Excessive and/or Frequent Fatigue

Everyone feels tired sometimes, or even completely exhausted. You may lead a busy life with work, children, and other obligations. Or you may have a slower pace of life but also have medical conditions that make you feel more tired than the average person would. Either way, if you’re suddenly feeling tired or exhausted frequently, or you notice that it’s a much stronger feeling when you do get tired, diabetes could be the culprit. Since your body isn’t processing blood sugar correctly, and/or isn’t making the level of insulin it should be making, you can get tired much more easily, and that tiredness may linger.

Focus on getting enough rest and seeing if that gives you more energy. Sometimes people are simply overworked without realizing it. But if that rest and relaxation doesn’t do anything to alleviate the issues you’re experiencing with tiredness or fatigue, you’ll want to see your doctor. A simple blood test can tell you if you’re diabetic.


Dry skin, allergies, hormonal changes, cancer, and all kinds of minor ailments can cause itching. But you may not know that itching is also a symptom of diabetes. You may itch all over, or only in one or more selected spots, but the itching is still a symptom that needs to be considered. It’s one of the less common symptoms of diabetes, but that doesn’t mean you should ignore it. If you itch for a week and it stops it was probably related to something else, but itching that doesn’t go away should be investigated.

Make sure you consider other causes, too. Use lotion if your skin is dry, and try drinking more water, since staying hydrated can help alleviate itching. Check your skin for rashes, lump, redness, and any indication of where the itching is coming from or what is causing it. Additionally, you’ll want to focus on the itching in light of any other symptoms you may be having. If you are itching a lot and also have other diabetes symptoms, getting your blood sugar checked could be the right decision in order to catch diabetes early. If your blood sugar is good, your doctor can then run other tests to find the source of the itching.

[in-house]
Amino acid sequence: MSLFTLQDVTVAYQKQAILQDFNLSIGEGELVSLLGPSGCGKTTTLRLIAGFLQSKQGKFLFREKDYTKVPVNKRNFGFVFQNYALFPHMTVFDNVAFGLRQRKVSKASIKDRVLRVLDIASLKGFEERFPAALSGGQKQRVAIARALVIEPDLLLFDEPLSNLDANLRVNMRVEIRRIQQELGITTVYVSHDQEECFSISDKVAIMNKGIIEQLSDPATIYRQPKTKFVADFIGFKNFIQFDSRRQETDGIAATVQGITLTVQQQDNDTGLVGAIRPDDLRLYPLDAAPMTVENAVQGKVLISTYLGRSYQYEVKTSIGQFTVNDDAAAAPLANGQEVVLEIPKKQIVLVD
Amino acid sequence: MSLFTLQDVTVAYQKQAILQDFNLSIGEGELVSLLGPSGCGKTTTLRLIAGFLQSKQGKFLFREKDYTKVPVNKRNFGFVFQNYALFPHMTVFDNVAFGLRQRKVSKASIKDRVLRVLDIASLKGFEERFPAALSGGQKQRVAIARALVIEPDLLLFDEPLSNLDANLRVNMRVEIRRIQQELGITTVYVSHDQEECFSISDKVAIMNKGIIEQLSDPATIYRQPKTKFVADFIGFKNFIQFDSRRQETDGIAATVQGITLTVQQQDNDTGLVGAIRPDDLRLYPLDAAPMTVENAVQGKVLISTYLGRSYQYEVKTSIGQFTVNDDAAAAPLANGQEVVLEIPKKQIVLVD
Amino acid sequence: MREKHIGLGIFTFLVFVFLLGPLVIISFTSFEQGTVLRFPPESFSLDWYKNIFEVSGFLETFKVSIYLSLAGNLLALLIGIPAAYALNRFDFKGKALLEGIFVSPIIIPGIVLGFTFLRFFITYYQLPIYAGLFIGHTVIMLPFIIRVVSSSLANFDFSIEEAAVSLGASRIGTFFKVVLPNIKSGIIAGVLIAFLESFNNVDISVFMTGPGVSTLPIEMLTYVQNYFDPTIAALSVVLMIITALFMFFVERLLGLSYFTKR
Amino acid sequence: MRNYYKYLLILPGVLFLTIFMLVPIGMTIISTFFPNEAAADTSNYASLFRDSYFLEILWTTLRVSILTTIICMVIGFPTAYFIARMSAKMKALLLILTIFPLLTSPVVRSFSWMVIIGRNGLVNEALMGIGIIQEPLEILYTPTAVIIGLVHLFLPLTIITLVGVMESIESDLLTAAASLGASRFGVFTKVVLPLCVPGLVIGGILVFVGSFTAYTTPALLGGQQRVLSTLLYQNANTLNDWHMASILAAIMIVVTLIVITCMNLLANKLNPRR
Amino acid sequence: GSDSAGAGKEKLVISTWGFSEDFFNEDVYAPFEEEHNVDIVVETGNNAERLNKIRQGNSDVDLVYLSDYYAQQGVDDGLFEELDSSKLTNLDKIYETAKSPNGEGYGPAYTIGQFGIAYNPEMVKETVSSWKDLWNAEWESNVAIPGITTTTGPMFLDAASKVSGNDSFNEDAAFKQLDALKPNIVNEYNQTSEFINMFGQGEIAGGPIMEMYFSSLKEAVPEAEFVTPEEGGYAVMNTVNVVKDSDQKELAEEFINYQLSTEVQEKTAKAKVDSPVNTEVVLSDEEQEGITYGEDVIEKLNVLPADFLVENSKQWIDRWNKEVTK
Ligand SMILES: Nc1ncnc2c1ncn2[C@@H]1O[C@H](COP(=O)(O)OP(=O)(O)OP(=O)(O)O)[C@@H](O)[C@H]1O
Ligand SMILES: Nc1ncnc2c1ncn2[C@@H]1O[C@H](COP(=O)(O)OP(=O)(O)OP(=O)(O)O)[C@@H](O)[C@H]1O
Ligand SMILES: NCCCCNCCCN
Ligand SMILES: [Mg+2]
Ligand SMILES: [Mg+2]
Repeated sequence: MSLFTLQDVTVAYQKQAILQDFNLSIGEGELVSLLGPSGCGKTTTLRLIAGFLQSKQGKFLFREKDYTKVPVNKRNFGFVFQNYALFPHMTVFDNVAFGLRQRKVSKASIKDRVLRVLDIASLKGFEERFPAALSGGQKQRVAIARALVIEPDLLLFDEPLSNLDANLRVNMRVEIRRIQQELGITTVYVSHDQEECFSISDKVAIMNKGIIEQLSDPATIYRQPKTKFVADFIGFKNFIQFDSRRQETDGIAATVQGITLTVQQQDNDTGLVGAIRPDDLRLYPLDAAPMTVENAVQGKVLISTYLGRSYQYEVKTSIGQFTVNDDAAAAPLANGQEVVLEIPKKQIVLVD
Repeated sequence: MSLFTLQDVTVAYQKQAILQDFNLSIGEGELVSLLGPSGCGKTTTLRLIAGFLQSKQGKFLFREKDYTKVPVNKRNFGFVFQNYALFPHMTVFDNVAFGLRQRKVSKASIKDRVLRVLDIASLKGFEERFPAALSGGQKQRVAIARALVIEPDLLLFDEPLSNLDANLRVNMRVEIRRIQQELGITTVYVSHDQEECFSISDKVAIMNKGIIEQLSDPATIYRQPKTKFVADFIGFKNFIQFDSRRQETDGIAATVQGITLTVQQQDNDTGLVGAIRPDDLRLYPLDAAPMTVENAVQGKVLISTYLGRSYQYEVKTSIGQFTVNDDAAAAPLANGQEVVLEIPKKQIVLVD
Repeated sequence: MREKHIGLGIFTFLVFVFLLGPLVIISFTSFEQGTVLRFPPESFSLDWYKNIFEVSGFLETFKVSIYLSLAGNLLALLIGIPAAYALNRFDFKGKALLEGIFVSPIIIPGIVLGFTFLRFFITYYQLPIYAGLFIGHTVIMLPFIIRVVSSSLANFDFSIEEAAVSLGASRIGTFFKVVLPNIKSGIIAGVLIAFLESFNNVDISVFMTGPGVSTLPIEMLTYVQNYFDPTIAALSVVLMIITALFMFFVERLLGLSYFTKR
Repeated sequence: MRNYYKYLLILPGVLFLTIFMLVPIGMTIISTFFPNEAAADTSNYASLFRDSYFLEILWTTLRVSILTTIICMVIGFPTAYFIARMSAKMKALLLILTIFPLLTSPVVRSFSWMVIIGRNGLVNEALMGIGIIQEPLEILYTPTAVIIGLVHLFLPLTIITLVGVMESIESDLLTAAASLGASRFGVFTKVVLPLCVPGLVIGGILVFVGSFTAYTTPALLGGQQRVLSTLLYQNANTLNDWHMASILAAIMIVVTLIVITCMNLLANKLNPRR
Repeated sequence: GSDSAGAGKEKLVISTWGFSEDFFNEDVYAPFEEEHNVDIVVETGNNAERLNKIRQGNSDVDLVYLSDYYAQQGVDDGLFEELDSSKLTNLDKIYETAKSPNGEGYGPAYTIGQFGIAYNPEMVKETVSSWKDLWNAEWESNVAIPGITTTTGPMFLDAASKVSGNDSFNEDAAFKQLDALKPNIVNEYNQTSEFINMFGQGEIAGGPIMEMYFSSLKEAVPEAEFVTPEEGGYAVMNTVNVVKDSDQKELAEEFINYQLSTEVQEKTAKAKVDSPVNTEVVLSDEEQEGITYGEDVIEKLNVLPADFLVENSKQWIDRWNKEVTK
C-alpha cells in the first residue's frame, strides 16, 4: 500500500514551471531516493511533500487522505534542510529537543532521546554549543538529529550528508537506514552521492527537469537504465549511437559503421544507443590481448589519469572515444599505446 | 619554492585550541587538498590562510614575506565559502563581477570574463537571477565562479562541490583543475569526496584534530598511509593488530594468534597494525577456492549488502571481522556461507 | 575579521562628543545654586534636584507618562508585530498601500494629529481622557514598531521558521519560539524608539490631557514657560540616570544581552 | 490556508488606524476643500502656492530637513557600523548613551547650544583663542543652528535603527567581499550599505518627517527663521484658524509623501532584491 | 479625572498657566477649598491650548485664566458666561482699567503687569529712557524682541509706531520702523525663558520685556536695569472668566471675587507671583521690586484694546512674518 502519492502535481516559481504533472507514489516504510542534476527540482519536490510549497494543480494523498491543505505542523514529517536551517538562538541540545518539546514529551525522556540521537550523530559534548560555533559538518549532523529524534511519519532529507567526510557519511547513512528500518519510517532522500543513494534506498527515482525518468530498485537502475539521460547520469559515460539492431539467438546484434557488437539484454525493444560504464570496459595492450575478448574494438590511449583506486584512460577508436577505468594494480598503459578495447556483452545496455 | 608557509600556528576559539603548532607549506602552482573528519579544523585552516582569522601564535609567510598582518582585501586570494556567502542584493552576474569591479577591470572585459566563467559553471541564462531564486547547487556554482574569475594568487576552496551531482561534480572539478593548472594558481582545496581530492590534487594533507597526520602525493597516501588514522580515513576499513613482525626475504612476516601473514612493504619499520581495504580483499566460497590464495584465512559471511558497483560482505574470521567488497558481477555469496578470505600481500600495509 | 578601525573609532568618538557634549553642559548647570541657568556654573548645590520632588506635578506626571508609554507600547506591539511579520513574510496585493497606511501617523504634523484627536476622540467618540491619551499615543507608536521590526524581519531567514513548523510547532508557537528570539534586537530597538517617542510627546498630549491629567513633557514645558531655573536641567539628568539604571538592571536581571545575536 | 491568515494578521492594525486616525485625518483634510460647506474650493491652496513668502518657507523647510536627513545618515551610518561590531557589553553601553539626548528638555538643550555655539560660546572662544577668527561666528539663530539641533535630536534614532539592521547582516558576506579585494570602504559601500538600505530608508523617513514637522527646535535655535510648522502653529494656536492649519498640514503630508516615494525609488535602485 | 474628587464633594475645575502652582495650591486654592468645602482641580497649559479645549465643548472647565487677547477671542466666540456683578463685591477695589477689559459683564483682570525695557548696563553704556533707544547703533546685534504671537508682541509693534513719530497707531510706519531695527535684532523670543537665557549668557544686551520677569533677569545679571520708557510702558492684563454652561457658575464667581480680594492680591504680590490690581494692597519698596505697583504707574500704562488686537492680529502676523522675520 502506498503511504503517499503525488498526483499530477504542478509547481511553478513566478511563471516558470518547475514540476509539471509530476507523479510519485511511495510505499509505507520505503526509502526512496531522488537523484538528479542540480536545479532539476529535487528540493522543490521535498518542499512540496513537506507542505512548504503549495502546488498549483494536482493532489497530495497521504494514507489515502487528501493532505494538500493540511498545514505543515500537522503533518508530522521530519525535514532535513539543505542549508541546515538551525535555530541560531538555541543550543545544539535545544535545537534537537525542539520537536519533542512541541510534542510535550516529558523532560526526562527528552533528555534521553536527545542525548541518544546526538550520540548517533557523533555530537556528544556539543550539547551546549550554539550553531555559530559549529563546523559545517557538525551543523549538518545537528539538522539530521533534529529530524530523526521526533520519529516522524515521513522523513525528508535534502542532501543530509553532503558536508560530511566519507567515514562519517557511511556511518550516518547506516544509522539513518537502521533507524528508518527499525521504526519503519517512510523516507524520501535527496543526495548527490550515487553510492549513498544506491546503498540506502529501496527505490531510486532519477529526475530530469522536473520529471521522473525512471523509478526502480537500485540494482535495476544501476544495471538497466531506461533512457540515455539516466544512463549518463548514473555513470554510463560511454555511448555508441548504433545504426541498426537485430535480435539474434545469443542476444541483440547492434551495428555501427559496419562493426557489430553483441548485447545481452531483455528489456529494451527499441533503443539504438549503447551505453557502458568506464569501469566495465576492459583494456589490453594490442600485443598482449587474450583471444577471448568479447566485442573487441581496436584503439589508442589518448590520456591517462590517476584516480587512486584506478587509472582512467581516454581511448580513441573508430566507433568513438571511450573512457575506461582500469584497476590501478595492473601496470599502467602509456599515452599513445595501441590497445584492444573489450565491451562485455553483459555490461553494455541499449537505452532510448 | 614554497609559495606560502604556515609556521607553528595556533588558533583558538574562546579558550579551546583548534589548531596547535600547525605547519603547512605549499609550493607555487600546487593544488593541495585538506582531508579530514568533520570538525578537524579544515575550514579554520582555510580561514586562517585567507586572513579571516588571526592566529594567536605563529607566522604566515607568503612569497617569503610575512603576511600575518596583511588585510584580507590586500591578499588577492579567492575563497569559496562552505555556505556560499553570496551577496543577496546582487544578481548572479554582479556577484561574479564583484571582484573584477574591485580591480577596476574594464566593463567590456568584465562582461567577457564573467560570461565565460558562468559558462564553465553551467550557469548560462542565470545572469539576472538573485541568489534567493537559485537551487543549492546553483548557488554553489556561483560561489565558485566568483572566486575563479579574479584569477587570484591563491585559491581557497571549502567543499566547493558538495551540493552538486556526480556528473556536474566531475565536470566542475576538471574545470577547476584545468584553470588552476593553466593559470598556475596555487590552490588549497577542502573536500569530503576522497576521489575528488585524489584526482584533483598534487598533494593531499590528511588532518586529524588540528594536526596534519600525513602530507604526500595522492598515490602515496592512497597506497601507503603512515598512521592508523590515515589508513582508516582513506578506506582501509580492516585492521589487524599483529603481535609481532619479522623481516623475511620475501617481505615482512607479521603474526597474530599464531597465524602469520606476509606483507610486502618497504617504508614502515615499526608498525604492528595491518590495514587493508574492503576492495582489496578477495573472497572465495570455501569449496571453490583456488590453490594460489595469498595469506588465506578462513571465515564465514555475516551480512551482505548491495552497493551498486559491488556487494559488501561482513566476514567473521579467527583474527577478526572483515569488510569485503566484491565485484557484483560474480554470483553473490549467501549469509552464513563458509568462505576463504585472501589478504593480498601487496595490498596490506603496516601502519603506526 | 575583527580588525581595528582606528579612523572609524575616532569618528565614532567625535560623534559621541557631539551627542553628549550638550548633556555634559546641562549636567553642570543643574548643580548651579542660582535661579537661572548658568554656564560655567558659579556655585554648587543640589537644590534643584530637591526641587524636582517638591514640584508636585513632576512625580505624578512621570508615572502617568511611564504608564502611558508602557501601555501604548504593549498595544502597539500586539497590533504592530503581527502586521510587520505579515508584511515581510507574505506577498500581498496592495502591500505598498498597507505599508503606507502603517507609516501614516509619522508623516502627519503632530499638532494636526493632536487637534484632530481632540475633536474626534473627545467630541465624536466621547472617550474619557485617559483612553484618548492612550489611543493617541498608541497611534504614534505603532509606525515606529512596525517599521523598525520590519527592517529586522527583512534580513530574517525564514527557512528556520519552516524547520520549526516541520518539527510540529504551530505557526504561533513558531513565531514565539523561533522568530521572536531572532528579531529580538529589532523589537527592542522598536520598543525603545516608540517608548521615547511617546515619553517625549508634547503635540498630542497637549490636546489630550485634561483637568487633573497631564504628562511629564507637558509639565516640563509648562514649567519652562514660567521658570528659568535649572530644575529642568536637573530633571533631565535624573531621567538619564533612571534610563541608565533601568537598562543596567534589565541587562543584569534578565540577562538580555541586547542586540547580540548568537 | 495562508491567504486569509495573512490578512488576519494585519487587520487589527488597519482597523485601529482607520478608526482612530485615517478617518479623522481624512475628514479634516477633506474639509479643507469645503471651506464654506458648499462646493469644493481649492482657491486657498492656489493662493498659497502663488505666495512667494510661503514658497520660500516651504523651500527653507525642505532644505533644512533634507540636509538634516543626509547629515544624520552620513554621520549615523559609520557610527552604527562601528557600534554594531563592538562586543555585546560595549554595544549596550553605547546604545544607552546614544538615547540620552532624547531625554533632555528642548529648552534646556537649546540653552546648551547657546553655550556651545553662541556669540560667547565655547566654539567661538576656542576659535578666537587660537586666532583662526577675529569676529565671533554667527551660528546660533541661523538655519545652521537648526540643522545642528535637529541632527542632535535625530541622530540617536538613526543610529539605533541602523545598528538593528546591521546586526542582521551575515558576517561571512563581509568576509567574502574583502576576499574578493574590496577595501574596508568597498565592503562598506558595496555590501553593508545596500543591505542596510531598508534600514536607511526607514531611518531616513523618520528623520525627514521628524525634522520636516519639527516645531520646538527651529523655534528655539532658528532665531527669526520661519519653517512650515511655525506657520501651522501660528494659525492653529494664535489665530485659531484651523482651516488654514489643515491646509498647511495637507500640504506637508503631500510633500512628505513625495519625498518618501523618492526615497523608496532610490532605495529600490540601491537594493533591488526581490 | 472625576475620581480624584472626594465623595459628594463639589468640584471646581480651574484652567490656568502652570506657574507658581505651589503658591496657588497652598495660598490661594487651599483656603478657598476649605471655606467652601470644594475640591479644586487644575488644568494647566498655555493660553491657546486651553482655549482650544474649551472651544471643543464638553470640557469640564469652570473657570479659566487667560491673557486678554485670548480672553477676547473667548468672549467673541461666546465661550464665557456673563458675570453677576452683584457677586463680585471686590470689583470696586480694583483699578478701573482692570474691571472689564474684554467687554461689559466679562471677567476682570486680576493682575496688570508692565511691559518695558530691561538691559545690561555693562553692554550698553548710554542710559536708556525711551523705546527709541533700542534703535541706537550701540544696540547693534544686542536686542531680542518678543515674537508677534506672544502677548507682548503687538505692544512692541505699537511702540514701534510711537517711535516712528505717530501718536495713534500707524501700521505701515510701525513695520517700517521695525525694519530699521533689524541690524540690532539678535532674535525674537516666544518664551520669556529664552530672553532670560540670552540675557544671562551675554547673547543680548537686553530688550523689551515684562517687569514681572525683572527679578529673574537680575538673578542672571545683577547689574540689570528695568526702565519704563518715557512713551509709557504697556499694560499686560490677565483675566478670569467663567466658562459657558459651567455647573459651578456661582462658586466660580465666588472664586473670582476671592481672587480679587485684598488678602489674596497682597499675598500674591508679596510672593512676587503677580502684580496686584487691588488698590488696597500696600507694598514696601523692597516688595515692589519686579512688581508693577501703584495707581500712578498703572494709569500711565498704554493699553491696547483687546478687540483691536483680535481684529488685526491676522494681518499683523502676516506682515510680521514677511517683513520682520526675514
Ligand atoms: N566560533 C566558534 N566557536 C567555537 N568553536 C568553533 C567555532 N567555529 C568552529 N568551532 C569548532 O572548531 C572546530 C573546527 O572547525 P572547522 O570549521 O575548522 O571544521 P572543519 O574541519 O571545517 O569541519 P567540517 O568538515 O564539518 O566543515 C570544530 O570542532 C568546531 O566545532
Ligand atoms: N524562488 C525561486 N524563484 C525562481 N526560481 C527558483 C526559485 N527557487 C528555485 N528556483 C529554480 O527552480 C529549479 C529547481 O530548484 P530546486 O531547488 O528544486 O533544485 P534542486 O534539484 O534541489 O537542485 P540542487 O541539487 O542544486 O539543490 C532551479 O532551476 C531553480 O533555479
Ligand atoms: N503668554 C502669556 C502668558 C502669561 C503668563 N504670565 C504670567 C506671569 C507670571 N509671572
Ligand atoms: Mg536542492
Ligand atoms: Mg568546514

Blurry Vision and Other Vision Changes

Your vision can tell you a lot about your health. If you suddenly find that you’re having to change your glasses prescription a lot, or that your vision is blurry for no apparent reason, an eye exam is in order. If no problems are found with your eyes, then it’s time to get your blood sugar checked. High blood sugar can cause blurry vision and other visual disturbances, so you want to make sure you’re getting your eyes checked just like you would have a regular medical checkup. Tell your doctor about any vision problems you’re having, too, so they can make a decision on whether you should be tested for diabetes.

Diagnosing Diabetes Through Blood Sugar Testing

While some people’s diabetes symptoms send them to their doctor, most people don’t find out they are diabetic until they go to their doctor for another reason. If your doctor tests your blood sugar, they can then tell you if you have high, low, or normal blood sugar. Testing your blood glucose levels (blood sugar) is easy, and it’s routinely done with other tests when your blood is drawn. The doctor can also prick your finger and do a blood sugar test right in the office for fast results.